In Iran’s political structure, where political parties and gatherings are severely restricted, elections are the most important expression of political participation and electoral turnout is presented by the regime as a sign of legitimacy. As in previous elections, Supreme Leader Khamenei also claimed that voting is a religious duty. Opposition activists sometimes use the elections to articulate political demands and push for democratic reforms. Voter turnout in this election, however, was only 42 percent, while participation in the previous parliamentary election was 61 percent, and 73 percent in the 2017 presidential election. In Tehran, only 25 percent of eligible voters went to the polls, half the rate of four years ago. Ayatollah Khamenei blamed enemies’ negative propaganda about the spread of coronavirus as a tactic to reduce voter turnout. However, Iran’s interior minister, Rahmani Fazli, said the lower turnout was in fact “quite acceptable, given the outbreak of coronavirus and political circumstances such as the plane crash and protests.” With such a low turnout, the Islamic Republic cannot claim to be ruling with the support of the majority. How did we get here?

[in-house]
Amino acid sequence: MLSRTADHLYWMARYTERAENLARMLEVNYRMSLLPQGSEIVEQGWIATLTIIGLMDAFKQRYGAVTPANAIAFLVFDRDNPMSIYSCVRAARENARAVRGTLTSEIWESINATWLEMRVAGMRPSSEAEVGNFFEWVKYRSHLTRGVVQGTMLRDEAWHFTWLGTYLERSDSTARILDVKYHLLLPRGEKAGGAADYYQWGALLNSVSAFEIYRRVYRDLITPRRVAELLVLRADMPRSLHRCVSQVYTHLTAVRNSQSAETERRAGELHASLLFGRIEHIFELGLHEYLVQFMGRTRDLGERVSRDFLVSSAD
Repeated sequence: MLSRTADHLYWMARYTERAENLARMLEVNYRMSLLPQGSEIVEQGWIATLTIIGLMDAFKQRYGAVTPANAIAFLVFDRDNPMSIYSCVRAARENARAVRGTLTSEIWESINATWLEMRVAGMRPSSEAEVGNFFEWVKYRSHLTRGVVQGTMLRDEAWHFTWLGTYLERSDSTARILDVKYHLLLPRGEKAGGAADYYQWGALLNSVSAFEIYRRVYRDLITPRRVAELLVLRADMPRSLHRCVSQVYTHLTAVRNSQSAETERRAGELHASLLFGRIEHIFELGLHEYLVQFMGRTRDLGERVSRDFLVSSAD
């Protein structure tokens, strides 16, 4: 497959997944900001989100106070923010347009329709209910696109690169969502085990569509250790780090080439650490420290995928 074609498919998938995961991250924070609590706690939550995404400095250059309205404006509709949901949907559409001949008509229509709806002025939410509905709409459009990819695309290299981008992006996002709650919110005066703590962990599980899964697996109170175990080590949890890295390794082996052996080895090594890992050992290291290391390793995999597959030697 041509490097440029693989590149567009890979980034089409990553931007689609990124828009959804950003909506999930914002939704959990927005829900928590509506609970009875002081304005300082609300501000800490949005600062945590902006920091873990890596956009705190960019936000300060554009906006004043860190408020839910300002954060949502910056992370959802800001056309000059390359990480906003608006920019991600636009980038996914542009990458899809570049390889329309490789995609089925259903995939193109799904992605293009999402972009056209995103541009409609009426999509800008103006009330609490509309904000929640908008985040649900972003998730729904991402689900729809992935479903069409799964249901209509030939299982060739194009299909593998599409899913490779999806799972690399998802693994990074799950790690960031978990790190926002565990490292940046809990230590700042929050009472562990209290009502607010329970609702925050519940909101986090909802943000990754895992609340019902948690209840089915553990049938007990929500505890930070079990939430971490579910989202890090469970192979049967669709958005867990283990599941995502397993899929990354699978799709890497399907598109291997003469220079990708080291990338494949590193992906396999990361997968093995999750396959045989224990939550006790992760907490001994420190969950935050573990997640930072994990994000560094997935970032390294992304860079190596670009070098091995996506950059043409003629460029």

A Hamstrung Parliament

The position of parliament in Iran’s political architecture has been withering over the past 40 years. Unelected bodies, especially military and security organizations, such as the Supreme National Security Council, have gained more importance in the country’s policy-making process. There are also institutions that directly impede parliament’s legislative power. The Guardian Council, a body of 12 members of whom half are directly appointed by the Supreme Leader, has the authority to reject lawmakers’ decisions in case of inconsistency with traditions of Islamic jurisprudence and the constitution.